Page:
The Supreme Court of Canada has adjourned the scheduled November 5 hearing date in Mounted Police Association of Ontario/Association de la Police Montée de l’Ontario and B.C. Mounted Police Professional Association, on their own behalf and on behalf of All Members and Employees of the Royal Canadian Mounted Police v. Attorney General of Canada (34948) to a date to be fixed during the winter session to allow it to be heard together with Robert Meredith et. al. v. Attorney General of Canada (35424). The Meredith case challenges the RCMP wage increase limits imposed as part of the government’s austerity measures through the Expenditure Restraint Act. At issue is whether a right protected under the Charter Freedom of Association has been violated by the unilateral imposition of the wage limits. The Meredith case is one of several challenges to the Expenditure Restraint Act making its way through the courts.
Both Meredith and MPAO/BCMPPA deal with RCMP members’ freedom of association. While the Expenditure Restraint Act is not relevant to the MPAO/BCMPPA appeal, the Supreme Court will be looking at the content and scope of collective bargaining rights for RCMP members as part of each appeal. There was a concern that the two cases were inconsistent. In Meredith, the Federal Court of Appeal observed that the internal staff relations representatives worked collaboratively with other members of the pay council to come up with a non-binding recommendation to make to the Commissioner, ultimately to be passed on to the Treasury Board, but that the staff relations representatives did not negotiate with the Commissioner or Treasury Board, and no agreement on wages or benefits resulted from the process. The Court found that the unilateral change in wage increases imposed by the Expenditure Restraint Act did not undermine this process because the staff relations representatives did not bargain directly with their employer. The Ontario Court of Appeal in MPAO/BCMPPA relied upon the operation of the staff relations representative program to conclude RCMP members did not need the right to bargain collectively.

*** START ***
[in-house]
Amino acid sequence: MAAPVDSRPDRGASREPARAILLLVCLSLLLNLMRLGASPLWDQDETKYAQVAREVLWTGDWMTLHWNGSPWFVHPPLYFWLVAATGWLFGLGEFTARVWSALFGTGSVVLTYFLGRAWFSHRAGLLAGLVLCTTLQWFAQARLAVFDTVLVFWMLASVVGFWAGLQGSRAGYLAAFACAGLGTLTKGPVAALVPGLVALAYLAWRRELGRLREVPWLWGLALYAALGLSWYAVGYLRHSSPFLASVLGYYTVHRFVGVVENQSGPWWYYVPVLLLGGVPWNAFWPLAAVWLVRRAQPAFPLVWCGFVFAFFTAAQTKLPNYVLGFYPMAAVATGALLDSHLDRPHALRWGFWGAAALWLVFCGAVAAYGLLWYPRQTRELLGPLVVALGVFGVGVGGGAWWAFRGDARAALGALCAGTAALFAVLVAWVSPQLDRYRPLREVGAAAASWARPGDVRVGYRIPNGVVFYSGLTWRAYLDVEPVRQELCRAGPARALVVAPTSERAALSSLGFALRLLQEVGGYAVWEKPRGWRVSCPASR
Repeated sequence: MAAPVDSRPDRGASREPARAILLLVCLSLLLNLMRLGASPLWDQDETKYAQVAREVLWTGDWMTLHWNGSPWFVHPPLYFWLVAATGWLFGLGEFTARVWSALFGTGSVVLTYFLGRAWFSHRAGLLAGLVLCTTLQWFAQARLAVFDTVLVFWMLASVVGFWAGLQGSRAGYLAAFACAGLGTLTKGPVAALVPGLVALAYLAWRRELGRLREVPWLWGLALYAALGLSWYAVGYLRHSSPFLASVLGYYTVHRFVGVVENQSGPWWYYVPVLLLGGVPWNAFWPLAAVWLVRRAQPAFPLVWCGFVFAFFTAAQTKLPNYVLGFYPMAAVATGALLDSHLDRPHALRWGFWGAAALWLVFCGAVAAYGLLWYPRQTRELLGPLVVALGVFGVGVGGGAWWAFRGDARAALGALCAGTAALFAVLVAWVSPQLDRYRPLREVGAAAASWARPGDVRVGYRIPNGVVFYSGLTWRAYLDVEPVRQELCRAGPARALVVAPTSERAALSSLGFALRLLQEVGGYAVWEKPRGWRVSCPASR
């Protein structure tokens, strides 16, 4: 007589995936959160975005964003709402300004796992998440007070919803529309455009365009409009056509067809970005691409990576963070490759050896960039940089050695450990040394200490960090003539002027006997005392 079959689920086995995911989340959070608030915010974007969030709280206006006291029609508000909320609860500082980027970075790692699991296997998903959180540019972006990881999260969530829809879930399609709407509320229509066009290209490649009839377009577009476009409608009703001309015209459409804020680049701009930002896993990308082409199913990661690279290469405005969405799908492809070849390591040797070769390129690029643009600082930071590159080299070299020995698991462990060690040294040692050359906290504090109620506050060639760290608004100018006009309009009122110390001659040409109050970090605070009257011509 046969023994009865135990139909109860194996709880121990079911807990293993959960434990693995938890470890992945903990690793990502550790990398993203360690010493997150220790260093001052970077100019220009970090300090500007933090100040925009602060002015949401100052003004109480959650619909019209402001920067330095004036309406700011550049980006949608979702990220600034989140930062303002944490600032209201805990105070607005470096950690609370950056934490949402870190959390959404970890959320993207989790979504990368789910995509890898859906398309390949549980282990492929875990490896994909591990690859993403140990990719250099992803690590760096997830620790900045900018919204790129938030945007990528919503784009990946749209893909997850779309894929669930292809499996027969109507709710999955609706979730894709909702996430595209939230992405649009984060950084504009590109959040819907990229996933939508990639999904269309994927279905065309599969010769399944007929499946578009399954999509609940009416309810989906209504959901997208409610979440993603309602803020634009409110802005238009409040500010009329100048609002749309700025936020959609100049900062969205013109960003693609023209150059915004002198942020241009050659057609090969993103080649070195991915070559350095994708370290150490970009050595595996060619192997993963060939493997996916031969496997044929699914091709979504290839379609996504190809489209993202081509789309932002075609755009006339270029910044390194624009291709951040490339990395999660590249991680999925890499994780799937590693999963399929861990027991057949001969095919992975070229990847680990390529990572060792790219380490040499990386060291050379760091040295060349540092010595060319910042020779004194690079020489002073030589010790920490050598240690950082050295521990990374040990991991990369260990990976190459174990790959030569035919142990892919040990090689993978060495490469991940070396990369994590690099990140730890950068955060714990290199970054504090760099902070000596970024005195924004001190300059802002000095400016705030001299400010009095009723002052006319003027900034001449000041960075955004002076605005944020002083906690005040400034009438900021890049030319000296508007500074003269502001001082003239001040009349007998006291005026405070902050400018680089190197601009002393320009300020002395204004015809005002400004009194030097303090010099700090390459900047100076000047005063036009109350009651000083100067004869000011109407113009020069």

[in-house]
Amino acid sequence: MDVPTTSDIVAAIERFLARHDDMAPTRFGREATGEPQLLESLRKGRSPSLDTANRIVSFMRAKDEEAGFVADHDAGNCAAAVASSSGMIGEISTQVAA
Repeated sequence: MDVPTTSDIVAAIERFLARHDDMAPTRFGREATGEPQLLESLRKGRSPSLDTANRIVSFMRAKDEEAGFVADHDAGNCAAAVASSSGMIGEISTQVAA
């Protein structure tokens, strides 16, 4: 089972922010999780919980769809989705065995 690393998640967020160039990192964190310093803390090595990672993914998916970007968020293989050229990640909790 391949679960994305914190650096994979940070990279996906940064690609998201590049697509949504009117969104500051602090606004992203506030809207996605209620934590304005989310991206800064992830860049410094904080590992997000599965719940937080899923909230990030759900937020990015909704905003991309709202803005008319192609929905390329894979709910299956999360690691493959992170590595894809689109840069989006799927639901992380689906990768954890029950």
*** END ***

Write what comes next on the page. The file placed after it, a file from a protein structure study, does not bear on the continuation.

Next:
MPPAC President Rae Banwarie notes the inconsistency: “In Meredith, the government filed evidence making it clear that the Treasury Board unilaterally sets pay and benefits for members of the RCMP, and that it does not bargain, but in MPAO/BCMPPA the government has argued that the staff relations representative program provides a ‘constitutionally adequate’ form of bargaining.”
Laura Young, counsel for the associations in the MPAO/BCMPPA case, commented on the adjournment, saying: “The delay is minor relative to the period this case has been underway, and hearing the appeals back to back will allow the Supreme Court to scrutinize the consistency of the arguments in each case.”
The Mounted Police Professional Association of Canada was established in 2010 by the BCMPPA and is fighting for the right to engage in collective bargaining through an independent association on behalf of RCMP regular and civilian members across Canada. The Association does not seek or support the right to strike. To learn more about our national association, visit www.mppac.ca.
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